Monday, March 17, 2014

Three Dee

Tommy Webber: Whatever, the one with the hologram. The wall of fire.
Gwen DeMarco: How the hell is Fred supposed to project a hologram?
Guy Fleegman: We're doing episode 81, Jason?
Jason Nesmith: It doesn't have to be a hologram, just a diversion.
Guy Fleegman: Jason, are we doing episode 81 or not?
Jason Nesmith: It's a rough plan, Guy, what does it matter if we're doing episode 81 or not?
Guy Fleegman: BECAUSE I DIED... IN EPISODE 81!
Galaxy Quest,1999.

The far-ranging work conversation somehow evolved to mention of Karen. Let me explain.
"It's made by Hazard 4," my work buddy said of the tactical gear bag he owned. "I think it's called the Evac Plan B."
"Awesome!" I replied. "That's exactly what Karen carried as a diaper bag."
"I used it as a diaper bag the first three months I owned it." He showed me how the interior could be customized, panels moved to and fro.
"Who's Karen?" another work friend asked.
"The main character in my first novel." Of course.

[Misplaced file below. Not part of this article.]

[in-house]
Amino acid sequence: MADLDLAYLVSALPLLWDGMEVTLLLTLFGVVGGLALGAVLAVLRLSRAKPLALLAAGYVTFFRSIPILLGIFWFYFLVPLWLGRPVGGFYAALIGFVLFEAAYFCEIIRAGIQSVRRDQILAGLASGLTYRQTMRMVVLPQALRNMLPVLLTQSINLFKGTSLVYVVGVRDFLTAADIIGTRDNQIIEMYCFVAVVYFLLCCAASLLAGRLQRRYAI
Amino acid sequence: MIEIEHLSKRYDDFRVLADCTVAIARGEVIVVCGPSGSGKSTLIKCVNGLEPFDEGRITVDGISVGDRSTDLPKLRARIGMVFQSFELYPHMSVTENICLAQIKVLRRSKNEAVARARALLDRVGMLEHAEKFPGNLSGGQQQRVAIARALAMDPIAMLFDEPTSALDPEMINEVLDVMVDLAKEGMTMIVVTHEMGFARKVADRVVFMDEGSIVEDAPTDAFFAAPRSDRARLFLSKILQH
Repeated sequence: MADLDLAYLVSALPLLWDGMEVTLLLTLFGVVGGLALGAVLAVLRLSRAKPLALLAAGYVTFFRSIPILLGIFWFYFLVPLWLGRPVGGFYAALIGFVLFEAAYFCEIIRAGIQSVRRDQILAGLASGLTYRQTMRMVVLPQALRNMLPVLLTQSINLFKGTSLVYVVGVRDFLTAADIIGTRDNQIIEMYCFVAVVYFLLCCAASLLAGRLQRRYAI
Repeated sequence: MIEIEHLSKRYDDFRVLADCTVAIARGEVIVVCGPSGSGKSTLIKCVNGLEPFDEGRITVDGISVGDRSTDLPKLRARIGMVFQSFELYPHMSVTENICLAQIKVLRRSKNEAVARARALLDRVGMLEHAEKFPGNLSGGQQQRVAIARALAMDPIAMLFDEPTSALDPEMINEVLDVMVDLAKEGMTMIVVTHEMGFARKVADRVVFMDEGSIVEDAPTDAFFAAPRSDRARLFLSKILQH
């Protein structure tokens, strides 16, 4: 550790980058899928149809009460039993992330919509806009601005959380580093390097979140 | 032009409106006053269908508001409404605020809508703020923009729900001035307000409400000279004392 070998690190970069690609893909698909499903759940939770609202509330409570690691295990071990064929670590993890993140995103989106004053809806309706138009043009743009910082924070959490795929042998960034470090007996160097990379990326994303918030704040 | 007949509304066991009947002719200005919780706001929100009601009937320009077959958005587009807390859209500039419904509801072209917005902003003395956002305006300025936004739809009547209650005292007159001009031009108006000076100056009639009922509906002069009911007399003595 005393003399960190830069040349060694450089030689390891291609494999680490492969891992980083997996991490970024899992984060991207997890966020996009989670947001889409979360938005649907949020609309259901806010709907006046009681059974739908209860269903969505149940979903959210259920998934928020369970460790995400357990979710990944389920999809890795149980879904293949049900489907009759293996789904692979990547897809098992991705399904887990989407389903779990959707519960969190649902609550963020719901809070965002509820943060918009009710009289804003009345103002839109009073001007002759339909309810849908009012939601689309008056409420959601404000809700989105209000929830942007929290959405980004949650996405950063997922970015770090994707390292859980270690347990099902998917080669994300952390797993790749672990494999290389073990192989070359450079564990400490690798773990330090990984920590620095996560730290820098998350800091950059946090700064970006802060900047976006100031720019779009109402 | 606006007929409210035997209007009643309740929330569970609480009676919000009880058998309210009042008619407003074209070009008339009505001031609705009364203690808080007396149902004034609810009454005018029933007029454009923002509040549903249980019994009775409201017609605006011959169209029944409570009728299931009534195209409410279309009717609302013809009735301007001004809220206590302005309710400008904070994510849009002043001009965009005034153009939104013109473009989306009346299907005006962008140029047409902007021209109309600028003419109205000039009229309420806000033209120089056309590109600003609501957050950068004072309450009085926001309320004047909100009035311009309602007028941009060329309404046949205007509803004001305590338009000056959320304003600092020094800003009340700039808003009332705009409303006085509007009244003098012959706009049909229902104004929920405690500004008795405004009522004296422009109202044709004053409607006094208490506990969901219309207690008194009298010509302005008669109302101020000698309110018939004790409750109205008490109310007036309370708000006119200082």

"You talk like she's real."
Out of IdeasI first met Karen Sorenson in 2005, at an airshow. An airplane had crashed miles away from the airport. I read a report and, on the drive home with a very good friend began what became Out of Ideas, my first novel. I needed a main character.
I chose Karen.
Creating a character, I've discovered, is a series of stops and starts. The first dimension is a gender, a name, and an outline. Tall, attractive and athletic. Successful in everything but love. Cindy, Claudia.... Karen! Blonde? Why not.
A police officer, of course. In an unhappy marriage, working for a good sheriff's department that is a thousand miles from where she wants to be. Lonely. Longing.
I wrote nearly a hundred thousand words just with that. But she was still one-dimensional.
An especially gracious friend at work helped me with a woman's perspective on being tall. Another, a decade-long peer, filled in a lot of blanks about the challenges of being a woman in law enforcement. My wife endured hundreds of "Karen would do...." questions at the most inopportune times. Surreptitious eavesdropping on how police women talk to each other evolved into dialogue. 
A writing instructor with a keen eye for consistency, two writer friends.... A friend who unwittingly but then graciously lent me a name....
She is three dimensional, as though projected as a hologram.
"You talk about her like she's real," one of my valued coworkers said.
She is.

No comments:

Post a Comment